Have you ever felt as if you were working really hard with a productive schedule yet cash was still tight? There are several situations that can cause this, one of which is not collecting at the same level that you produce.
If collections consistently lag behind production, after you take into account adjustments, then you will normally see your total accounts receivable increasing. For example, if your monthly production after adjustments consistently averages $100,000, yet your collections consistently average $90,000, your accounts receivable is therefore growing by $10,000 per month. The longer money goes uncollected, the less likely you are to ever see it.
That is why it is so important to get paid for as much as you can at the time of service. If you offer flexible payment plans, make sure the terms are very clear ahead of time for patients and that your team monitors those accounts closely.
If you are billing dental insurance, make sure your team follows up on outstanding claims regularly. This means setting aside time twice per month to print a new list of outstanding claims and following up on every claim older than 30 days. It also means thinking ahead regarding what typically holds up claims, such as missing x-rays or narratives, and making sure all claims are initially submitted with the necessary documentation.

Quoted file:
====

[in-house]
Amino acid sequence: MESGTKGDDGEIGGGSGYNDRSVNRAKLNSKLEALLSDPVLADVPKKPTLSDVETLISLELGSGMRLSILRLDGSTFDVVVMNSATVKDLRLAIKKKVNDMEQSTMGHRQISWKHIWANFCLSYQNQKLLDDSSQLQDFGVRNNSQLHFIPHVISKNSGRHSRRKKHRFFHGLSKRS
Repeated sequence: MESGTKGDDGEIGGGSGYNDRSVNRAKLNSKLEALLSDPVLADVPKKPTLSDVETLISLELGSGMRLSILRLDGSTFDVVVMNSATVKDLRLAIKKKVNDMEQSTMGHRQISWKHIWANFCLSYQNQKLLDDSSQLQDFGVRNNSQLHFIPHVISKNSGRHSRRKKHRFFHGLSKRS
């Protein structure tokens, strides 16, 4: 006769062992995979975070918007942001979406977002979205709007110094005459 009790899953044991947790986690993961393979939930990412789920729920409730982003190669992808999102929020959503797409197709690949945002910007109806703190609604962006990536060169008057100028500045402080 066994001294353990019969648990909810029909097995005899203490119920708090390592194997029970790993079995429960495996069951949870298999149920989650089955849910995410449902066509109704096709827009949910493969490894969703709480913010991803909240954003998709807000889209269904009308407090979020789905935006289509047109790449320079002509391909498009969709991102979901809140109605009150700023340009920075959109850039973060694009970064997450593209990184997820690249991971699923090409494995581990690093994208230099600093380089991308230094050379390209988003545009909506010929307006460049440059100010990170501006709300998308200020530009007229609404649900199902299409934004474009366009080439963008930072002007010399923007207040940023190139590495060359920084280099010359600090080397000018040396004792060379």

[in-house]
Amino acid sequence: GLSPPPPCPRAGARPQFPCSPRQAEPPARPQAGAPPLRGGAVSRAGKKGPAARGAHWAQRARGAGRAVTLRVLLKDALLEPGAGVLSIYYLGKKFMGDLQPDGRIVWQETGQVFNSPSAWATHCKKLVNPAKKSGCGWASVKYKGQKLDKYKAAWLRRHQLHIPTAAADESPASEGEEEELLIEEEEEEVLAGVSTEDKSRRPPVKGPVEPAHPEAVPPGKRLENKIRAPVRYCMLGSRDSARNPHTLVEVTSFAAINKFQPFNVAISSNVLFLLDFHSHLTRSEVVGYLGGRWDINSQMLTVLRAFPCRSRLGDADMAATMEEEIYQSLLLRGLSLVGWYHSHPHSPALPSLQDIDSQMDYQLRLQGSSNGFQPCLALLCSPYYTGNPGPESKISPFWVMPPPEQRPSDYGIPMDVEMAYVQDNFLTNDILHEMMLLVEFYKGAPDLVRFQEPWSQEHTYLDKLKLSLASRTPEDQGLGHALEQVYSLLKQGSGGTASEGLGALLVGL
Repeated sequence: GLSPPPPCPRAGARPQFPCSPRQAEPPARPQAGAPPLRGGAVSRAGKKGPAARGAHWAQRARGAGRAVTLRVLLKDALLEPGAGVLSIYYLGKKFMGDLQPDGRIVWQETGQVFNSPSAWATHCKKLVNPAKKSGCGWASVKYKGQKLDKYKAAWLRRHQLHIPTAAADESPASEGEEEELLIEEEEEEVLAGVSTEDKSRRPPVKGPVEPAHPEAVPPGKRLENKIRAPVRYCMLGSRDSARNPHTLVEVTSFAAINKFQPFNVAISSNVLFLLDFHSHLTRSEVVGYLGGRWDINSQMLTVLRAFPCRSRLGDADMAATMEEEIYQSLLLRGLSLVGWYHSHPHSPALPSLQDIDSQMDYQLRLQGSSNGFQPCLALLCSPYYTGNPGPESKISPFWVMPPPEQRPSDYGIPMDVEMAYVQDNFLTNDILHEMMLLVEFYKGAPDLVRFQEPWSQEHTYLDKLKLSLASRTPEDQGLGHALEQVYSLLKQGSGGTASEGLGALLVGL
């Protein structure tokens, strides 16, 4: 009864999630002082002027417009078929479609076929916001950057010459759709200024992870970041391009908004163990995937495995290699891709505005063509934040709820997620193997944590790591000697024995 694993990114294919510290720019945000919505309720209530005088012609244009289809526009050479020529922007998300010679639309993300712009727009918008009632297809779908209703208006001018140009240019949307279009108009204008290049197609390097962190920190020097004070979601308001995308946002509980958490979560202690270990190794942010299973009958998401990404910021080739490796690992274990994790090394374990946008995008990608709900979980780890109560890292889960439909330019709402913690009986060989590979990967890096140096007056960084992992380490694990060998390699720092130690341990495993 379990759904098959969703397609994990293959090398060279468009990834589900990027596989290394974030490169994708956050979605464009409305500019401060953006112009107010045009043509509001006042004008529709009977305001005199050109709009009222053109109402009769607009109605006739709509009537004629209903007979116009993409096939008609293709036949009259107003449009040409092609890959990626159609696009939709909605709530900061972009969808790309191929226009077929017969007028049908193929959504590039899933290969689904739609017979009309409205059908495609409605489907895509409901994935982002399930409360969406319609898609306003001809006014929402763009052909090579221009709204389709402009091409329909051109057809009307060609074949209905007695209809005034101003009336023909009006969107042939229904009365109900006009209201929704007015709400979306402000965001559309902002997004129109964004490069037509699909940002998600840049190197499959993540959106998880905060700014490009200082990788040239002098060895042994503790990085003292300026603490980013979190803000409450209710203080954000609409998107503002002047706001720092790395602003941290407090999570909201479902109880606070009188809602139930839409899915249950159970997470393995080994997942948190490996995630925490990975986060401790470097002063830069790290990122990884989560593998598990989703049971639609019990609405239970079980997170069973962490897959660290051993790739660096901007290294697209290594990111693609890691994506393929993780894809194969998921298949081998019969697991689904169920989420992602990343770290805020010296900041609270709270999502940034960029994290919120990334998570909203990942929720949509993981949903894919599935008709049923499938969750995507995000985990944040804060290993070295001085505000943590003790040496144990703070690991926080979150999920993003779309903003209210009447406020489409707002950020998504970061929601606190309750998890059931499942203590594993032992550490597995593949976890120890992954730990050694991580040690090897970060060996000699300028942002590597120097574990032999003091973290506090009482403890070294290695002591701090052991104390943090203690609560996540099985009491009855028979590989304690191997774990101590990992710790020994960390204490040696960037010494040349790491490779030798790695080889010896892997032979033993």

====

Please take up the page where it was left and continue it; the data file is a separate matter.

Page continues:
Finally, you will benefit from a proactive system for resolving balances that are 60 days or more past due. Often dental teams lack a protocol and delinquent patients keep getting bills month after month. Consider having your dental team contact every patient with a delinquent account of 60 days or more—this assumes insurance has already paid. Also, decide at what point you will either turn patient to collections or write off the balance, freeing your team to concentrate on collectable accounts.
Since you provide such great services to your dental patients, you deserve to get paid. By strengthening your systems up front, you will help ensure that, on average, adjusted production and collections mirror each other.